I'm trying to implement an abstract C# class in C++/CLI. This abstract base class is already implementing INotifyPropertyChanged and as mentioned written in C#:

public abstract class BaseClass : INotifyPropertyChanged

In the C++/CLI assembly, I do have another interface that implements INotifyPropertyChanged:

public interface class IAnotherNotifyPropertyChangedClass : public INotifyPropertyChanged

Now, when inheriting from the abstract C# class BaseClass and implementing IAnotherNotifyPropertyChangedClass in C++/CLI I get the following:

public ref class AnotherNotifyPropertyChangedClass : public BaseClass, public IAnotherNotifyPropertyChangedClass

This results then in following compiling error:

error C3766: 'AnotherNotifyPropertyChangedClass' must provide an implementation for the interface method 'void System::ComponentModel::INotifyPropertyChanged::PropertyChanged::add(System::ComponentModel::PropertyChangedEventHandler ^)'

As soon as I remove the INotifyPropertyChanged from IAnotherNotifyPropertyChangedClass interface declaration, everything compiles fine. Why is that? This declaration would compile fine when using C#. I'm using VS 2012 and compile a .NET 3.5 mixed mode assembly.

Thanks in advance!


Edit: Similar problem (w/o C#) here: http://social.msdn.microsoft.com/Forums/en-US/winappswithnativecode/thread/3047b8d1-348c-4ca6-b3f3-c396c03fedf7/ So is this behavior in C++/CLI by design?!


This is not normal and I don't get a repro for this. The question doesn't show actual code, I'll show mine:

The C# test class:

using System.ComponentModel;

namespace ClassLibrary8 {
    public abstract class CFoo : INotifyPropertyChanged {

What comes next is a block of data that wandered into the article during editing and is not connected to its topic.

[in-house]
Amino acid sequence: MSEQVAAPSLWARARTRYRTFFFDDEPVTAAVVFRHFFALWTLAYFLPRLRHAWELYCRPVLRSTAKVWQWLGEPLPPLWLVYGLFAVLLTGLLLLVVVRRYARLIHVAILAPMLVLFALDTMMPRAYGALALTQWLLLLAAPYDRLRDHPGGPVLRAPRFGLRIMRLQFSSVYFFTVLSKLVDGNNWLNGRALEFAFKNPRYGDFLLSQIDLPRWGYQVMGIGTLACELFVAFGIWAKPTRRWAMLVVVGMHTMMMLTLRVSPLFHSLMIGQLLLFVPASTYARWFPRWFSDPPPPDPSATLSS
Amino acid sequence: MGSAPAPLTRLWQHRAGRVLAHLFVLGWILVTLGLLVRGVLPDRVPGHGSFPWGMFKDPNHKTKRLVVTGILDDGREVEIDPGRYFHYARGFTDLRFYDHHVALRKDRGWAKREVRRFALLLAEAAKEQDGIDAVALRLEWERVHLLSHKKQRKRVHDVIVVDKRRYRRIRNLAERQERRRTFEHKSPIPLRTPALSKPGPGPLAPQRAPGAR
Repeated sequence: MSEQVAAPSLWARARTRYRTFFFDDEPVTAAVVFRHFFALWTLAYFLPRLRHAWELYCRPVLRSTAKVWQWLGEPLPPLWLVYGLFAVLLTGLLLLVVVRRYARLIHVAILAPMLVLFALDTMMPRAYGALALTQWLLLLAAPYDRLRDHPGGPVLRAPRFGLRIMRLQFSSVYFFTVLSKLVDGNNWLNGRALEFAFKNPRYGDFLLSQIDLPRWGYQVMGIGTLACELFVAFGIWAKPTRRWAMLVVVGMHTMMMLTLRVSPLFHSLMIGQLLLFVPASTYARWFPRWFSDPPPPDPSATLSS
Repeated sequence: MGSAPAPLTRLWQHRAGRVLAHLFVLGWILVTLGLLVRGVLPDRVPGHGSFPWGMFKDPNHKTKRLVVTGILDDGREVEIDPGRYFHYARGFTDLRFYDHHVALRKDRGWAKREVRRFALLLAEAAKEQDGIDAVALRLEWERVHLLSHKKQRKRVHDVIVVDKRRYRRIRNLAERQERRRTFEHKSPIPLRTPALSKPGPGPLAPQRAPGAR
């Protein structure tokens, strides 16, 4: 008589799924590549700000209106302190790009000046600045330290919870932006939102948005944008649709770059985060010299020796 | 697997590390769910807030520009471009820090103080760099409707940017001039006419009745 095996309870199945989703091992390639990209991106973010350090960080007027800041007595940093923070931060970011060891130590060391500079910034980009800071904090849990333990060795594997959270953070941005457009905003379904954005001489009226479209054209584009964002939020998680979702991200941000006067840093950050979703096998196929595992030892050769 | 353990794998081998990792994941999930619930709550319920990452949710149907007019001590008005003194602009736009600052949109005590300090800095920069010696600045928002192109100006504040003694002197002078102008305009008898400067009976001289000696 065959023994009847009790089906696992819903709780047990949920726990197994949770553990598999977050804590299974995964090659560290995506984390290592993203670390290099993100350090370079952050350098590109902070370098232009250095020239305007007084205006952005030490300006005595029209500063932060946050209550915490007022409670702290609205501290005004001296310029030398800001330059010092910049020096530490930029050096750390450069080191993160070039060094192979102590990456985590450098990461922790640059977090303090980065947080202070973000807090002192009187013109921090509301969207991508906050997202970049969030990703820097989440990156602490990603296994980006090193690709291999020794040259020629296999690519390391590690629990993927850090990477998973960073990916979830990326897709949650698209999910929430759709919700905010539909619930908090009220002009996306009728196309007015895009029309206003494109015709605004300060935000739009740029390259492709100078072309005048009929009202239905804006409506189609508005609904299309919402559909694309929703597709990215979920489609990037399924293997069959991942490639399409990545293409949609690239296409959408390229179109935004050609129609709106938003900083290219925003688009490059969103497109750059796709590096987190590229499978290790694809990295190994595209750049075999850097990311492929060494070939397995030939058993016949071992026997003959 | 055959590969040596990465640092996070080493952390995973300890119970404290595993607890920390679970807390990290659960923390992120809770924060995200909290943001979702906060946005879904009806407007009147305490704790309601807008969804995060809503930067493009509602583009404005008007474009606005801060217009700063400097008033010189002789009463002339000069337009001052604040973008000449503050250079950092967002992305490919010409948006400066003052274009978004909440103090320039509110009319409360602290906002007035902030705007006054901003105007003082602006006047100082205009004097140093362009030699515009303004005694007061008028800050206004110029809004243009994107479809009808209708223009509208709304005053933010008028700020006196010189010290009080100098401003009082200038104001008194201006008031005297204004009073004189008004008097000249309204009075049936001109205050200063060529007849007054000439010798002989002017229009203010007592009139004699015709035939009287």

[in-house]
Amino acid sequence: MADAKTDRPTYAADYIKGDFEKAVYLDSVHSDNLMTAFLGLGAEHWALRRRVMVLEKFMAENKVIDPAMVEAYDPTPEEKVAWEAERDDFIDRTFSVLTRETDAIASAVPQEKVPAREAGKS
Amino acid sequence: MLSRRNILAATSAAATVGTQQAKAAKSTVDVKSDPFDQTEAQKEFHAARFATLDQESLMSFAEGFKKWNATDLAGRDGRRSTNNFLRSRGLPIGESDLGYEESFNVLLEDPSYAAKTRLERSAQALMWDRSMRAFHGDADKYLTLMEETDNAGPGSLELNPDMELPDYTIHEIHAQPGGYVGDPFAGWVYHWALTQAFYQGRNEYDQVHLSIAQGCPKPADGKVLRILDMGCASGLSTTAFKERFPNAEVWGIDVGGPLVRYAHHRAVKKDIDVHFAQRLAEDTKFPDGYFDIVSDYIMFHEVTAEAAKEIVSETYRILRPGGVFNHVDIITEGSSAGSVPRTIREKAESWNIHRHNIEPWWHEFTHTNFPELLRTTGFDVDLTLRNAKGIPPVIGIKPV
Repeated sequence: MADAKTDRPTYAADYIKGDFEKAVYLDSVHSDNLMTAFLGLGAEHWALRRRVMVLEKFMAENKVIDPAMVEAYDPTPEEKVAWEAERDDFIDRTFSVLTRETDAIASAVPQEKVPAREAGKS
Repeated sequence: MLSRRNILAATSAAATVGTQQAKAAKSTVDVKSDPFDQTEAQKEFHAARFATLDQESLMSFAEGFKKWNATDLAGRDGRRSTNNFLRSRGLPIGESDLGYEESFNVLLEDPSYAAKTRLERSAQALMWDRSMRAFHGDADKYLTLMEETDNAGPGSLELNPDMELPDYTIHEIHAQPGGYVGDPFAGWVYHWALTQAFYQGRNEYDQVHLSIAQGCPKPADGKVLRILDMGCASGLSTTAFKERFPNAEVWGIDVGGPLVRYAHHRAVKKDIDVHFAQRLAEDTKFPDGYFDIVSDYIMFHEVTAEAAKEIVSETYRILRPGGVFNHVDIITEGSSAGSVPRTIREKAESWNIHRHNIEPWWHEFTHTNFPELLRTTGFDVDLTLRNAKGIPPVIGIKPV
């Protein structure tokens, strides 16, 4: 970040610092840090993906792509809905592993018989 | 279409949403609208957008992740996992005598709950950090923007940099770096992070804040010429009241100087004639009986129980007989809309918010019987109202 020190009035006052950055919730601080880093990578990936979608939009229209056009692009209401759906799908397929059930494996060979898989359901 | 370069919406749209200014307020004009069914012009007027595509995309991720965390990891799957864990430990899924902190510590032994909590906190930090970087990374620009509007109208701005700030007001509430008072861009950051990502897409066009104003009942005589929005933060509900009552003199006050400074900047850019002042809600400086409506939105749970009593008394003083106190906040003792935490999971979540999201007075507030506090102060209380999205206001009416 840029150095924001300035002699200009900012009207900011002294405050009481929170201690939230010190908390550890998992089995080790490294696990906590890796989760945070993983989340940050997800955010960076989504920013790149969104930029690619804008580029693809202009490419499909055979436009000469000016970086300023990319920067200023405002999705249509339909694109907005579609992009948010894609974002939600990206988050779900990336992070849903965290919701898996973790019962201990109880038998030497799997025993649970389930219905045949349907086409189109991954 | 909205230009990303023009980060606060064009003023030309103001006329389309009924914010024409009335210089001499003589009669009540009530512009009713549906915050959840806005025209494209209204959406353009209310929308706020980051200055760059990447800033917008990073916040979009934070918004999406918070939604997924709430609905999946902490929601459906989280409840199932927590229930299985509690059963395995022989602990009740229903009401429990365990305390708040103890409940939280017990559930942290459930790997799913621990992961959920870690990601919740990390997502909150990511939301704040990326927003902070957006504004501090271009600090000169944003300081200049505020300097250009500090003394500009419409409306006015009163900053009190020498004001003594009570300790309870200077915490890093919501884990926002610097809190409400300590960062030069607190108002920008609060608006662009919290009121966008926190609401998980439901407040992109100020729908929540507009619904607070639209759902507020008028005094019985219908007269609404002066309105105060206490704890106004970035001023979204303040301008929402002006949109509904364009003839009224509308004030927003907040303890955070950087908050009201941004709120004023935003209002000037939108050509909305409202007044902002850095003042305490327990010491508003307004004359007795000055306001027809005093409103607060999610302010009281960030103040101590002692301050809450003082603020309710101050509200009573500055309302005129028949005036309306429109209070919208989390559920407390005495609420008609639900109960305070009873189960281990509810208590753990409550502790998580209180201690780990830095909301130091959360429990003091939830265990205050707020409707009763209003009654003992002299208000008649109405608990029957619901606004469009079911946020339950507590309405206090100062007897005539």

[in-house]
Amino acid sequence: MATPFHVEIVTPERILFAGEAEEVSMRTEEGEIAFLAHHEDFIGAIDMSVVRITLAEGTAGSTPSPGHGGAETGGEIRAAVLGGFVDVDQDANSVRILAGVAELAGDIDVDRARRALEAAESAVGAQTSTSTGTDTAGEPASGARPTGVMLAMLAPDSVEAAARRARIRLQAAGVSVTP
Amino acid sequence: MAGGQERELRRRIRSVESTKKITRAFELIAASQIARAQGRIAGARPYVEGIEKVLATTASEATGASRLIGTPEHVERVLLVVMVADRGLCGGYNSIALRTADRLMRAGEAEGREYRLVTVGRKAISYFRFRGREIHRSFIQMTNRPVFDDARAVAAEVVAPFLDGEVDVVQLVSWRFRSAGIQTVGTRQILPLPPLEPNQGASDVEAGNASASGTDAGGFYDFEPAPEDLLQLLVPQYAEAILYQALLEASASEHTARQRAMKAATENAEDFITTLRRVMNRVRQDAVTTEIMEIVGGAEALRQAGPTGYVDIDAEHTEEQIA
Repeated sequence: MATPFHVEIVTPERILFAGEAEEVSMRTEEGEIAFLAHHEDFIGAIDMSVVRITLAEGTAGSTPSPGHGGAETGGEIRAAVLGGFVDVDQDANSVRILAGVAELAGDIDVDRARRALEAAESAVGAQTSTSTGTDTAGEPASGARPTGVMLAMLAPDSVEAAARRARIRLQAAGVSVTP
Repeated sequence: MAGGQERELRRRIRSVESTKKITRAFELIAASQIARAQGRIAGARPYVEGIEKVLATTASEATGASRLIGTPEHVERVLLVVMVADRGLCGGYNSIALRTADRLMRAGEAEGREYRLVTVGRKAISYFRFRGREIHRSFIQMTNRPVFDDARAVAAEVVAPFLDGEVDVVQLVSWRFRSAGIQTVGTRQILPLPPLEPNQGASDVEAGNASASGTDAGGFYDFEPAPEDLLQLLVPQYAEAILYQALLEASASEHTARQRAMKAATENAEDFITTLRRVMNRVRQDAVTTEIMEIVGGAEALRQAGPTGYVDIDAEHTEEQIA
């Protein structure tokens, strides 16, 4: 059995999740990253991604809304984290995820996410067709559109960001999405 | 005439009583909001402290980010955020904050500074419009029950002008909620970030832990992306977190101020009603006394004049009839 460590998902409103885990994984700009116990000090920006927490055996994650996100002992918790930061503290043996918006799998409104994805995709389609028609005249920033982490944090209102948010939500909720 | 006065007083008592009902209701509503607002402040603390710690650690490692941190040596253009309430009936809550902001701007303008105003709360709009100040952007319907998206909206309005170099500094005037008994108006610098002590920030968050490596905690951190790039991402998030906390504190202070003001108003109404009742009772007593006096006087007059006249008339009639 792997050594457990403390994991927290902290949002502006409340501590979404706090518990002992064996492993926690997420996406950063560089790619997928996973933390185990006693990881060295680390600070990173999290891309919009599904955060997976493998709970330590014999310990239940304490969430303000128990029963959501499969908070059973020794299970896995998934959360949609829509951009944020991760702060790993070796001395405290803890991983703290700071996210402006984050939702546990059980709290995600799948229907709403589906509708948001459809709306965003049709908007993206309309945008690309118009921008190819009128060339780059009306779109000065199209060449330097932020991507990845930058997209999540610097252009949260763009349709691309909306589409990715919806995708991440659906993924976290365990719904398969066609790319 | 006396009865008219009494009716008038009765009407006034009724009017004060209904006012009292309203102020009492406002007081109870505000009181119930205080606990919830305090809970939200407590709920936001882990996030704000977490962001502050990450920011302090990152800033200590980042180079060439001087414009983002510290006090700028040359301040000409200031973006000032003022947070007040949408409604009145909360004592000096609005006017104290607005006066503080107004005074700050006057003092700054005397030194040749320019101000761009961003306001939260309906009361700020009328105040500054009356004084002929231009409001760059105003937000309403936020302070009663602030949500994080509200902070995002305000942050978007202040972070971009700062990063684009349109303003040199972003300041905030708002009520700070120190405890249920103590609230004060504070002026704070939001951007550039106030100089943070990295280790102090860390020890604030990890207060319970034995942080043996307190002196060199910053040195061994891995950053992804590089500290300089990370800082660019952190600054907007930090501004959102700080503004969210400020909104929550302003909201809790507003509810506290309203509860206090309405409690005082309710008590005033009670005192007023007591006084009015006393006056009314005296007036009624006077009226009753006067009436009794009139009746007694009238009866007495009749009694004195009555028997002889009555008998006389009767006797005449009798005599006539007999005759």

public event PropertyChangedEventHandler PropertyChanged;

The C++/CLI test code, after having a reference added to the C# project:

using namespace System::ComponentModel;

public interface class IBar : public INotifyPropertyChanged {

public ref class Baz : ClassLibrary8::CFoo, IBar {
    // fine
  • That's exactly how I've implemented the classes. The only difference is that CFoo takes a type parameter and reads "CFoo<T>". When doing the C++/CLI code in pure C# everything works as expected. Are you using VS2012 and 3.5 too? – barnacleboy May 16 '13 at 6:29
  • I could try to repro that again. But that would likely be just an enormous waste of my time again when there's yet another detail you didn't mention. You must post an SSCCE snippet that demonstrates the problem to get help. – Hans Passant May 16 '13 at 9:32

What you need to do is have an explicit implementation of INotifyPropertyChanged in your C++/CLI class. You can have it call to the already-implemented C# version.

I'm not 100% sure in your scenario, you may have to explicitly implement AnotherNotifyPropertyChangedClass::PropertyChanged instead of INotifyPropertyChanged::PropertyChanged.

    event PropertyChangedEventHandler^ DuplicatePropertyChanged
        virtual void add (PropertyChangedEventHandler^ value) sealed = 
            // Add to the event defined in the C# class.
            this->PropertyChanged += value;

        virtual void remove (PropertyChangedEventHandler^ value) sealed = 
            // Remove from the event defined in the C# class.
            this->PropertyChanged -= value;
  • I see your point. This is just doing what the compiler wants me to do, but why is this not neccessary when implementing the C++/CLI class in C#? – barnacleboy May 16 '13 at 6:31

That is because the interafce needs a implementation like:

#region INotifyPropertyChanged Members
public event PropertyChangedEventHandler PropertyChanged;

Because the C# class is abstract it does not (have to) take care of that, and you need to implement it in your C++ class. That is the first class that is not abstract.

  • The abstract class written in C# IS implementing the interface. Doing the same scenario in pure C# (declaring another interface inheriting INotifyPropertyChanged and implementing it on top of the base class) works like a charm... – barnacleboy May 15 '13 at 21:12
  • What I tried to say if that there are two implementations of INotifyPropertyChanged. That is a similar situation as with the public IEnumerator<T> GetEnumerator() and IEnumerable.GetEnumerator() where you need to have both available. – Ferry van den heuvel May 15 '13 at 21:40

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